In Mozambique, the MoH introduced the concept of the lay CHW through the ‘Agente Polivalente Elementar’ (APE) in the 1970s to support public health activities at the district level . The programme, which was initially very strong despite implementation challenges, weakened in the 1980s due to a shift in focus in the health sector: from provision of primary health care at the community level to provision at the facility level, partly influenced by system breakdowns during the civil war. Some of the original APEs still continued to work, but a lack of supervision, re-training and effective integration into the health system resulted in low programme effectiveness. In 2007, the MoH held a national level meeting to refocus the roles and responsibilities of the APEs, and in 2010 the Minister endorsed the APE operational plan and revised curriculum . Recommendations highlighted that APEs should be respected and trusted individuals selected by their community and trained by the MoH to promote better health within their community and provide preventive and curative care. They receive Kit C - a basic medicine kit including ORS and zinc for diarrhoea, amoxicillin for pneumonia, artemether-lumefantrine for uncomplicated malaria, and pre-referral rectal artesunate for children with severe malaria. In 2013, mRDTs and adult artemether-lumefantrine were also provided in a separate kit from the National Malaria Control Programme. The APEs diagnose, refer, and treat children between 2 and 59 months of age for diarrhoea and pneumonia, as well as all age groups with confirmed malaria. Guidelines recommended that the majority of their time (80%) should be spent in the communities doing house-to-house visits, holding health education talks (‘palestras’), and conducting active case detection and referral of sick newborns and pregnant women. As per the APE programme guideline, the APEs receive quarterly supervision from the nearest health facility (when medicine kits are replenished) in addition to six-monthly supervision by outreach teams from the district. APEs receive a monthly allowance of 60% of the minimum salary level (US$ 40).
inSCALE operates in eight districts in Midwestern Uganda (Buliisa, Masindi, Kibaale, Kyegegwa, Kyankwazi, Kiryandongo, Kiboga and Hoima), where iCCM implementation has been supported by the Malaria Consortium through a grant from the Canadian International Development Agency (CIDA) since August 2010 (Figure 1). Under the CIDA grant, Malaria Consortium provides technical support to the programme design; trains Master and district trainers; facilitates the training of VHTs; supplies health facilities and VHTs with medicines; and supports health facilities and districts to do monitoring and evaluation as well as supportive supervision. The districts where the projects have been implemented have an estimated 1.8 million people living in approximately 4,000 villages, with 20% being children under 5 years of age. The population is multiethnic and has a variety of cultural practices, with the majority of the population being able to read and write. It includes nomadic cattle herders, fishing communities, and peasant farmers. In the area, approximately 10,000 VHTs are operating, with 5,700 VHTs (approximately two per village or 1 per 250 people on average) trained in iCCM for 6 days between July 2010-June 2011. Each VHT sees, on average, 14 children every month .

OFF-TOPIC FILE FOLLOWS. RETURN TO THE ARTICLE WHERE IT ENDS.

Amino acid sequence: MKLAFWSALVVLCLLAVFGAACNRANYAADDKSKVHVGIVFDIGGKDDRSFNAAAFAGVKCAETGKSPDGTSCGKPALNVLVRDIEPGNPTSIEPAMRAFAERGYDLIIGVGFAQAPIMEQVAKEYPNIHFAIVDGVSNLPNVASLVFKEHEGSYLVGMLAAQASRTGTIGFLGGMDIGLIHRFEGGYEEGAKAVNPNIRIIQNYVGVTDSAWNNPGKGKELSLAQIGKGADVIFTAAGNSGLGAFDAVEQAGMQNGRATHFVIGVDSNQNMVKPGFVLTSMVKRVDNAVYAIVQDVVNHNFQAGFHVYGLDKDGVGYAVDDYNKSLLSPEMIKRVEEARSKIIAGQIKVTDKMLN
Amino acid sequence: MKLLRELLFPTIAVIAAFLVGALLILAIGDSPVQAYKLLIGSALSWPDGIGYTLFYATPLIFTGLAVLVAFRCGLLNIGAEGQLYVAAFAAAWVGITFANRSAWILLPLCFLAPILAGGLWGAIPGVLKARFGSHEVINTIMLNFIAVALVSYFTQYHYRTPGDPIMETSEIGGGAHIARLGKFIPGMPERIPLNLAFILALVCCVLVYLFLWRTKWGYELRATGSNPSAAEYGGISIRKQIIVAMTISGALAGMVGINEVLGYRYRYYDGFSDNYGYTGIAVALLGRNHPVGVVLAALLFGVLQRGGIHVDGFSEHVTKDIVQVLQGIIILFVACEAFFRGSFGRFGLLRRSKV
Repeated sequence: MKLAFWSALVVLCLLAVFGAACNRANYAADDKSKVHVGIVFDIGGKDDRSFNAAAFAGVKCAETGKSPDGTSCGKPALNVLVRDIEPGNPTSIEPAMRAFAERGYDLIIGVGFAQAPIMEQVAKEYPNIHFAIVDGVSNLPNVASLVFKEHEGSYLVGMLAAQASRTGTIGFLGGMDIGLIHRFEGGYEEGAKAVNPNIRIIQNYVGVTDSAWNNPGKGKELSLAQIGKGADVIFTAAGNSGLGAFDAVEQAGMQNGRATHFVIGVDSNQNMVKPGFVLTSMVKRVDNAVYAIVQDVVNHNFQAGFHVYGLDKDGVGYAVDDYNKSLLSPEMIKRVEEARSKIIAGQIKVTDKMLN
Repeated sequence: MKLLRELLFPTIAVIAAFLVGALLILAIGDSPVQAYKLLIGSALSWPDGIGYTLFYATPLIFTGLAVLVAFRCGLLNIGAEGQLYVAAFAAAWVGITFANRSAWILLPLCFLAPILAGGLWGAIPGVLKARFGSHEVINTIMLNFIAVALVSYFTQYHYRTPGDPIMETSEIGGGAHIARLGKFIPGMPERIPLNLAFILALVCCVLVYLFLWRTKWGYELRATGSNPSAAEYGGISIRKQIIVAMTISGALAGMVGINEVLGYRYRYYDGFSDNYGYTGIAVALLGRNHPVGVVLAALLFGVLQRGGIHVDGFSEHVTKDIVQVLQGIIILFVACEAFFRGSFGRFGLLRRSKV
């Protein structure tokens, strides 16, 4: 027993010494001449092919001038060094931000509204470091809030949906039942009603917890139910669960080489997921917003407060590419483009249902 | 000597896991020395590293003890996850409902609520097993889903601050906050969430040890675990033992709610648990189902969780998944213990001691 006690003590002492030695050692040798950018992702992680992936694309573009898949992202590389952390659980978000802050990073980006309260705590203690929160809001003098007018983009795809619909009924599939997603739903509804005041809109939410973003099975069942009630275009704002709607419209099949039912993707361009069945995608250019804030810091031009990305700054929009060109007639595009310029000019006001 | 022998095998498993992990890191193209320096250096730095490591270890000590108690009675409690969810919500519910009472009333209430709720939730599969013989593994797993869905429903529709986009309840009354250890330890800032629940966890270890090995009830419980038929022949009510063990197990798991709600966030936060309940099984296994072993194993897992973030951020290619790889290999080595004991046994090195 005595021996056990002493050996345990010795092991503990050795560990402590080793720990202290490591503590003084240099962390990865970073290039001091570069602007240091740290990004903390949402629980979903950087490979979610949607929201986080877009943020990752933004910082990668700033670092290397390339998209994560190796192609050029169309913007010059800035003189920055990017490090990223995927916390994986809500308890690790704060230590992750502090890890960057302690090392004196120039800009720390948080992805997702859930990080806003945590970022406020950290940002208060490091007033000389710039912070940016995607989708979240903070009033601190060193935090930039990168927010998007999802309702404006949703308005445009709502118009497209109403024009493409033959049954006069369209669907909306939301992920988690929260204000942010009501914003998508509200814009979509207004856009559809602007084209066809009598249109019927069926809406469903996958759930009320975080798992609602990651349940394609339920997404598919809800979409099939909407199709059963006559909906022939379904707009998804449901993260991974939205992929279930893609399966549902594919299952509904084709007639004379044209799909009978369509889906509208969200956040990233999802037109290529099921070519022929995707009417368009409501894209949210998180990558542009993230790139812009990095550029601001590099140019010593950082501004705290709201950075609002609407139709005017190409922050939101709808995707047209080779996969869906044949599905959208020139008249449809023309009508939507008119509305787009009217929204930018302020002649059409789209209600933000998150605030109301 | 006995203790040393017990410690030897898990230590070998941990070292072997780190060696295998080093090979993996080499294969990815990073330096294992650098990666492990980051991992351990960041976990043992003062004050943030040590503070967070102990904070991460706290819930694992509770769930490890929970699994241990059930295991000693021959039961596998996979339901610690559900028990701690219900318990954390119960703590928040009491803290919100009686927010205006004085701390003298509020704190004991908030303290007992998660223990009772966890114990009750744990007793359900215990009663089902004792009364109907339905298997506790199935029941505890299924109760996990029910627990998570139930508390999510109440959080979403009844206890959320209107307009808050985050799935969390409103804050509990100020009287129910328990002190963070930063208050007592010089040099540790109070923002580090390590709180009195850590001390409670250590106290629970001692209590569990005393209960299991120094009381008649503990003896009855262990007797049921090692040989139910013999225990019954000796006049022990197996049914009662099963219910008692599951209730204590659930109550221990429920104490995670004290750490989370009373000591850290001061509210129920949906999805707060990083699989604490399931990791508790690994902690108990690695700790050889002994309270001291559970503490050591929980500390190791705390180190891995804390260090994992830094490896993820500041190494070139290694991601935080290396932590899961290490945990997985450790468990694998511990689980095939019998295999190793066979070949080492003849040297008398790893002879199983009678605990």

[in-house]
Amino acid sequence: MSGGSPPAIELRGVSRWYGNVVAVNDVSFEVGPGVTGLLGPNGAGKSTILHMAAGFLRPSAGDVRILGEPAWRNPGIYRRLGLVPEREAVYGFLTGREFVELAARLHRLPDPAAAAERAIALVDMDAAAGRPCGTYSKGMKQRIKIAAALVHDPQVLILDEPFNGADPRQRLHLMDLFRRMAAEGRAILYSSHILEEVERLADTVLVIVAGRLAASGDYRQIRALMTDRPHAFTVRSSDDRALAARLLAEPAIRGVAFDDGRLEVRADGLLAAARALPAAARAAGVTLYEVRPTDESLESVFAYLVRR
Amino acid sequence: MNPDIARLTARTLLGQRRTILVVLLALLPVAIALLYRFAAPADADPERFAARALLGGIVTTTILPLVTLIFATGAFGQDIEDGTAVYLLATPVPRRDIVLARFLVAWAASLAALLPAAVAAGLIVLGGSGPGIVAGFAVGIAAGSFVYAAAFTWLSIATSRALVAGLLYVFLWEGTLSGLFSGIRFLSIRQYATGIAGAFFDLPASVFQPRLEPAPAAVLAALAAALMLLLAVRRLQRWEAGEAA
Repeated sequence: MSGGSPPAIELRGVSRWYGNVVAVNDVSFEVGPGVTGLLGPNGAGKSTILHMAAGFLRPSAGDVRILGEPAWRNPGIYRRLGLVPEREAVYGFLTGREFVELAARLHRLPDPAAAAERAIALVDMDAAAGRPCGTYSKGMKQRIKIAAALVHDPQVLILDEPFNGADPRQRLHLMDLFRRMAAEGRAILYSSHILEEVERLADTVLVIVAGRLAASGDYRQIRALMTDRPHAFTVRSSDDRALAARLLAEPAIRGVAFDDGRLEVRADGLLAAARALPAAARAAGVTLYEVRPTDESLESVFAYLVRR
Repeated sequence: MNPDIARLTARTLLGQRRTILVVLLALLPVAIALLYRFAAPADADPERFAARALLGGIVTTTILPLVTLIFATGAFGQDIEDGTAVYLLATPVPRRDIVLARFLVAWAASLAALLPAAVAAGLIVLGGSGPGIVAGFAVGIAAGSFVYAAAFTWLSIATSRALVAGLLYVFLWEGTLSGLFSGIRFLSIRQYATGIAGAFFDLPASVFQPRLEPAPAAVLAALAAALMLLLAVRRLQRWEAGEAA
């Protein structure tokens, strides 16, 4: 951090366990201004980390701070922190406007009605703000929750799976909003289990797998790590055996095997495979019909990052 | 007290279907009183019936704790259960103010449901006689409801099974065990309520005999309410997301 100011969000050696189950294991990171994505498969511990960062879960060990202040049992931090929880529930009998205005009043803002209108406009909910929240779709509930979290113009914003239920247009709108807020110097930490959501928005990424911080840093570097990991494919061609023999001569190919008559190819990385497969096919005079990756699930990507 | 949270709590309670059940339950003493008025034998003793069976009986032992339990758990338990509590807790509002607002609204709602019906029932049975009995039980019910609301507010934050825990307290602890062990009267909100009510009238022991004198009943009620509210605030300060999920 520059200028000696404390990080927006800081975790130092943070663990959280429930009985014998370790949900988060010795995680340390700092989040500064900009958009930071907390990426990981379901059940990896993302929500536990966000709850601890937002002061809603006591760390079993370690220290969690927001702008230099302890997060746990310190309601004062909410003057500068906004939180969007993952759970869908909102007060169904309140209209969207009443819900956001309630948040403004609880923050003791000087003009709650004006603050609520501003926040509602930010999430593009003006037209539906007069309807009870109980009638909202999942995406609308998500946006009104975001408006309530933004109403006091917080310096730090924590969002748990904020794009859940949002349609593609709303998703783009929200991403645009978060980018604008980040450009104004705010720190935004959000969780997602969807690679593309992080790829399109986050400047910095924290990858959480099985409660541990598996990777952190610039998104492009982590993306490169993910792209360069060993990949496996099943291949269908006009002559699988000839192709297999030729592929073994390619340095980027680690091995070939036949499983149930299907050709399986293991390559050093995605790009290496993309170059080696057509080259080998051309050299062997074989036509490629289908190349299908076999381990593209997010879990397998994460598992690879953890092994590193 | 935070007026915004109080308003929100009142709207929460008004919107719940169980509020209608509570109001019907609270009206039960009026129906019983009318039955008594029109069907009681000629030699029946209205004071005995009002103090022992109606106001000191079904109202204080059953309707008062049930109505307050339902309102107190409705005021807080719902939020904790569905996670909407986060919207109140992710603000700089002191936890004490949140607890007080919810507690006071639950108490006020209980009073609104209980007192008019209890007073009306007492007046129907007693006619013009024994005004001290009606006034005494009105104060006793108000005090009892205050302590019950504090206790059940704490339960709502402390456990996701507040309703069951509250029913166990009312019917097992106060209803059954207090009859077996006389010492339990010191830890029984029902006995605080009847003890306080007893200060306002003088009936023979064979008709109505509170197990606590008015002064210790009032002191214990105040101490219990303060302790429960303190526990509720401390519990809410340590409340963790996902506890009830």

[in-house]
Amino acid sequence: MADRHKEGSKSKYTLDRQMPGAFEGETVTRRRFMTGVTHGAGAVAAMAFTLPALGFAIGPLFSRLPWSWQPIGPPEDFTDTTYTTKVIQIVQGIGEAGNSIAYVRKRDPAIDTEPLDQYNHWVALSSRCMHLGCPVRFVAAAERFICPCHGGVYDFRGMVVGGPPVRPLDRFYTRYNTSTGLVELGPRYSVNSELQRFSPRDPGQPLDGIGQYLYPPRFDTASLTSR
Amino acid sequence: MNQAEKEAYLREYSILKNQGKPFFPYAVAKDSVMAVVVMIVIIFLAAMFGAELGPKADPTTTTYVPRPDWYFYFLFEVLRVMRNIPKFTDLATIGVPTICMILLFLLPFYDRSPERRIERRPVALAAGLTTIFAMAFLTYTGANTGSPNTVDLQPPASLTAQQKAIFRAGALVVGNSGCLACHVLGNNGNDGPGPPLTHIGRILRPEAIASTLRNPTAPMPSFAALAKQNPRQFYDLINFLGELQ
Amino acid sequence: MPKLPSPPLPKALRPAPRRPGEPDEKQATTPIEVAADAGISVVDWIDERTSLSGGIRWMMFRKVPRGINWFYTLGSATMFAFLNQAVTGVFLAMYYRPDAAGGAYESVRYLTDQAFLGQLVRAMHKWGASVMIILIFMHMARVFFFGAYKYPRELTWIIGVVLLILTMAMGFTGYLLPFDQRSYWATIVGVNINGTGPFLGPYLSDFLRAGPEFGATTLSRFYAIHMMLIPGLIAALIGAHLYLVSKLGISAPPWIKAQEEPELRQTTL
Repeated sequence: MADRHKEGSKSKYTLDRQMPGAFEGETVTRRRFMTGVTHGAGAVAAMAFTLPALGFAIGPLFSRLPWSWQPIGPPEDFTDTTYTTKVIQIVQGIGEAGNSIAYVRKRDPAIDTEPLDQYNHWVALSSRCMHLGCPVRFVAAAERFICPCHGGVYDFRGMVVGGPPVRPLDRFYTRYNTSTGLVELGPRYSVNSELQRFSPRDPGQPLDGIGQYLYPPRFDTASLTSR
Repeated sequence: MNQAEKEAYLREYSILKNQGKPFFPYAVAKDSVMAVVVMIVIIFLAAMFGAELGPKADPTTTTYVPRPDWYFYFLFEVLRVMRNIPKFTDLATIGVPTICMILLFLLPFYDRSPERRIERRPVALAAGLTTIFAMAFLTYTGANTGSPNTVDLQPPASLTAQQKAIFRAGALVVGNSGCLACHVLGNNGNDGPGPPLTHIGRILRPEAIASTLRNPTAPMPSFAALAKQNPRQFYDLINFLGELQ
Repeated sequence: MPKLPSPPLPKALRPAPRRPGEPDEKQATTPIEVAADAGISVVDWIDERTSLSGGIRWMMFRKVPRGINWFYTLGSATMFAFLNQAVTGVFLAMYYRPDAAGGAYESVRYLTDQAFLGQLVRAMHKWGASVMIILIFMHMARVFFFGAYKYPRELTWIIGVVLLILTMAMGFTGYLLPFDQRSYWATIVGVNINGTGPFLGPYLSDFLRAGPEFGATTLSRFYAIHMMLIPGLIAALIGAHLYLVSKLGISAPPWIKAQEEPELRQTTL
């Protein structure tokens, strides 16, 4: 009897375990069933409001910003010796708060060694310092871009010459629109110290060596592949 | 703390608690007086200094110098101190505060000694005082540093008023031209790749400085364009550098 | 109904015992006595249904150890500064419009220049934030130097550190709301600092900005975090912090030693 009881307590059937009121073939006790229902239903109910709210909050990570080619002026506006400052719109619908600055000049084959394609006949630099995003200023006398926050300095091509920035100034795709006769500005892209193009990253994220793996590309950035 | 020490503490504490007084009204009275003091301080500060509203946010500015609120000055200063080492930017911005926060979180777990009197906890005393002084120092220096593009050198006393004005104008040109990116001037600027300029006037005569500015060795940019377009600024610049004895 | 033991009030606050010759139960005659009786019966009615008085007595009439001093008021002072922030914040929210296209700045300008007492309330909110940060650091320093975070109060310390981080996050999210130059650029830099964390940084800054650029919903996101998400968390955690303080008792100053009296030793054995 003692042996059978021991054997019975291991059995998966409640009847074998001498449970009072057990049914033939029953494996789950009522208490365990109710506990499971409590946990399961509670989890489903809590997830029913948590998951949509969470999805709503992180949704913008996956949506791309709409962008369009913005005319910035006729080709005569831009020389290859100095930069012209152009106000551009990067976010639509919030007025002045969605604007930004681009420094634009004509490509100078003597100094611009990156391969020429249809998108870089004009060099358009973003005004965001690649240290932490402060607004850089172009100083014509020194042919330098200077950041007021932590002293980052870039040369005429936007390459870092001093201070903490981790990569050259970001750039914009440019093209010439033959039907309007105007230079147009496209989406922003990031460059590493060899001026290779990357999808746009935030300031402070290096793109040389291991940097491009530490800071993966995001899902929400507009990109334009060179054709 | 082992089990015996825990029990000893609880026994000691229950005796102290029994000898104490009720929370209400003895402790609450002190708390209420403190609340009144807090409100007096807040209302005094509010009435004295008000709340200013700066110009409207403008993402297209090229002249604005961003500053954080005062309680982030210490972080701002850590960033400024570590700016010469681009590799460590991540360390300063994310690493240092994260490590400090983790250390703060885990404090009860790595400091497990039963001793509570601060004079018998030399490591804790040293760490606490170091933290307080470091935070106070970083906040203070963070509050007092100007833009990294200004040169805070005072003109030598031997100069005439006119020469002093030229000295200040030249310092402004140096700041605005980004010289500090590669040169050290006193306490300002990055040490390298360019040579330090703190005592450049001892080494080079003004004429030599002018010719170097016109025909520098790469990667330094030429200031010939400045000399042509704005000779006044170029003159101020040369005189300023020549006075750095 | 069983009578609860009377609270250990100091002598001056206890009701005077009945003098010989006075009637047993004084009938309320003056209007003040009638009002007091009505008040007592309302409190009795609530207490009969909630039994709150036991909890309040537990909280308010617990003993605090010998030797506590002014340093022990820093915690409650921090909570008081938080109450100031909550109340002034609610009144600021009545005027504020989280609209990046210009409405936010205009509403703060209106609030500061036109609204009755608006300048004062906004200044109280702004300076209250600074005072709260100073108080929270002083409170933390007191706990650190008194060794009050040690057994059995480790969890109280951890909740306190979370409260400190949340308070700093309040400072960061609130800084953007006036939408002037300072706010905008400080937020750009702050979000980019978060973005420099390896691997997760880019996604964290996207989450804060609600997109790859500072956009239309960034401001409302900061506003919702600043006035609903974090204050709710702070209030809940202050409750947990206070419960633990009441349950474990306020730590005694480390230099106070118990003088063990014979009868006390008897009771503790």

inSCALE operates in all 12 districts in Inhambane Province (Funhalouro, Govuro, Homoíne, Inharrime, Inhassoro, Jangamo, Mabote, Massinga, Morrumbene, Panda, Vilankulo, and Zavala). Since 2011, iCCM implementation in seven of these districts was supported by Malaria Consortium, while UNICEF supported the other five (Figure 2). Under the same CIDA grant as for Uganda, the Malaria Consortium supported the revisions of the training manuals and job aids for the APEs; the implementation of the 4 months training; the provision of APE medicines to the provincial warehouse; and the implementation of supervision and monitoring and evaluation activities. The province and districts where the programmes were implemented have an estimated 1.3 million people living in approximately 145 villages (bairros), with 18% being children under 5 years of age. There are three ethnic groups whose constituents communicate mostly in Portuguese (the official language in Mozambique), Chope (the southern part of Inhambane) and Matsua (the northern part of Inhambane). The majority of the population are subsistence farmers with little or no literacy skills. In the province, 275 APEs were trained between August and December 2011 in the new curriculum, which includes a module of iCCM. Each APE serves approximately 500 to 2,000 people and sees, on average, 50 patients every month.